Trying to break into the charity sector as a young working-class woman was deemed impossible for myself at one point in time. Coming from a background where I had been supported by charities and understood the great impact they have on people, I knew that it was the career I wanted. However, the journey from being supported by a charity to working for one was not easy.
Roles that all required degrees and A-levels are ultimately geared towards recruiting middle-class people. Although I faced many barriers – from the lack of experience, to not having a university degree, which is so sought after within the sector – I hoped that volunteering for various organisations and gaining new skills would one day equip me to land an interview for a dream job in the charity sector. However after 2 years of applying for roles within the sector, I became less hopeful.
During the Covid-19 pandemic the government announced the news of the Kickstart scheme, geared at helping young people gain employment. After hearing this news, I contacted my local Jobcentre and was assigned a work coach. I explained to my work coach my frustrations with not being able to even get past the application stage to start a career in the charity sector, and the worries I had that I would always be tied down to a minimum wage job within the retail sector – unable to fulfil my passion of social justice, politics, feminism and working with communities.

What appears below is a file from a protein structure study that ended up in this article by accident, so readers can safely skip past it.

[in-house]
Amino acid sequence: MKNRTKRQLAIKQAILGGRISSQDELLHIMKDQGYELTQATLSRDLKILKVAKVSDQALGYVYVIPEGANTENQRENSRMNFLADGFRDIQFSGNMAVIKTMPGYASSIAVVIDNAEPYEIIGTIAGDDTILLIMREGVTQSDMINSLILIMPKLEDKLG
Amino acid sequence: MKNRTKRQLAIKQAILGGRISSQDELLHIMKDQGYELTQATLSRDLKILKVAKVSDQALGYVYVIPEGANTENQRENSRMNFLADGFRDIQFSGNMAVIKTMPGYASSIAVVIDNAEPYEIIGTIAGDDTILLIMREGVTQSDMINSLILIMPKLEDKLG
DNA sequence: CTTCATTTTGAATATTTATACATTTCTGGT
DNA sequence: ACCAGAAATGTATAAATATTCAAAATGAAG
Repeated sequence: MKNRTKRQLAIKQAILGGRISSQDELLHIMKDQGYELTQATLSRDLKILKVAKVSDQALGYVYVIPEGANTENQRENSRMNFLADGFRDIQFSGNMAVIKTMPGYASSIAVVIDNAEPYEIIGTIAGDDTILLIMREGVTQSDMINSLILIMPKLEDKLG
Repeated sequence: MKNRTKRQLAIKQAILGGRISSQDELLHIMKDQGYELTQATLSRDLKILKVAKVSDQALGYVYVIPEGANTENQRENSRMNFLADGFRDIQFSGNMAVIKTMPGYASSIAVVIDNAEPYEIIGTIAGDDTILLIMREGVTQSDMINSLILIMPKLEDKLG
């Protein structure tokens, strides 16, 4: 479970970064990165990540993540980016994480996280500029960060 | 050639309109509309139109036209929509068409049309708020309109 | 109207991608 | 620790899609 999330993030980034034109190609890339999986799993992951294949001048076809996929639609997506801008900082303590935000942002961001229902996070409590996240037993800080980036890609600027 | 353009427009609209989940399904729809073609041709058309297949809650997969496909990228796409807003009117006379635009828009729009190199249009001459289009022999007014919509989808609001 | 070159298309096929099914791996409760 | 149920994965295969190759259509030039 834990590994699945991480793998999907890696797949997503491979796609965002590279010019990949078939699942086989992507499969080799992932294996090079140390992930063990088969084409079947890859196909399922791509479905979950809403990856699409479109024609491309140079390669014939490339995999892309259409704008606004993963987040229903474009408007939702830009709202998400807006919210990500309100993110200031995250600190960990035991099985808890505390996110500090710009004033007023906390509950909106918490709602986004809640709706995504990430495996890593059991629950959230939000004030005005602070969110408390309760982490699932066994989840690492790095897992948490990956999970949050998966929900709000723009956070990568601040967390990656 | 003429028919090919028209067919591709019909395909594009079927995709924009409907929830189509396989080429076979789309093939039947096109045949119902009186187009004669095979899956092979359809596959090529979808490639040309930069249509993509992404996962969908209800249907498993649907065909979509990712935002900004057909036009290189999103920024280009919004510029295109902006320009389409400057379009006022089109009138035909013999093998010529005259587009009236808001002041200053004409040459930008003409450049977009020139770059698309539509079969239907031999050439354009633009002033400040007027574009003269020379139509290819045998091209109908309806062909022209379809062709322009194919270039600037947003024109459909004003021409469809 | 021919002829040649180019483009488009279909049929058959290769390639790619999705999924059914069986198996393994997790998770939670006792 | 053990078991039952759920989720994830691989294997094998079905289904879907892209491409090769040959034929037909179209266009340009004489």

Having a work coach was a great tool in helping me utilise skills I already had and transferring them. My work coach Emma reminded me why a working-class woman like me with real-life experience and passion for raising awareness of underheard voices would be an asset to the sector and helped me regain confidence in my ability.
In August 2021 I finally got my first role within the charity sector through the Kickstart scheme, joining the Jo Cox Foundation as a Communications Assistant. I was anxious at first about whether someone like me would fit into the role but with great support from the team I found that I finally was able to show off my ability and bring something unique to the role. As part of the Kickstart scheme I received training and 1-1 support in developing my career. 7 months later I was promoted to Digital Communications Officer with a permanent contract, and I finally felt like I found where I was meant to be.
It was really important for me to give back and share this journey with other young people from similar backgrounds to myself. Holding a stall at my local primary school’s Year 6 Career Day confirmed to me that, although you may be living in an area of poverty and your chances of attending university are slimmer than some of your peers, never stop trying to find alternative routes to get to your dream job. Finding my dream job through the Kickstart scheme confirmed to me that the charity sector needs to do better at realising how transferable skills and real-life experience can be just as valuable as a degree.
As a woman from a working-class background, Jo Cox herself studied and worked in environments where she may have felt like an outsider, but she overcame these obstacles and inspired so many of us in the process.
– Kira Charlton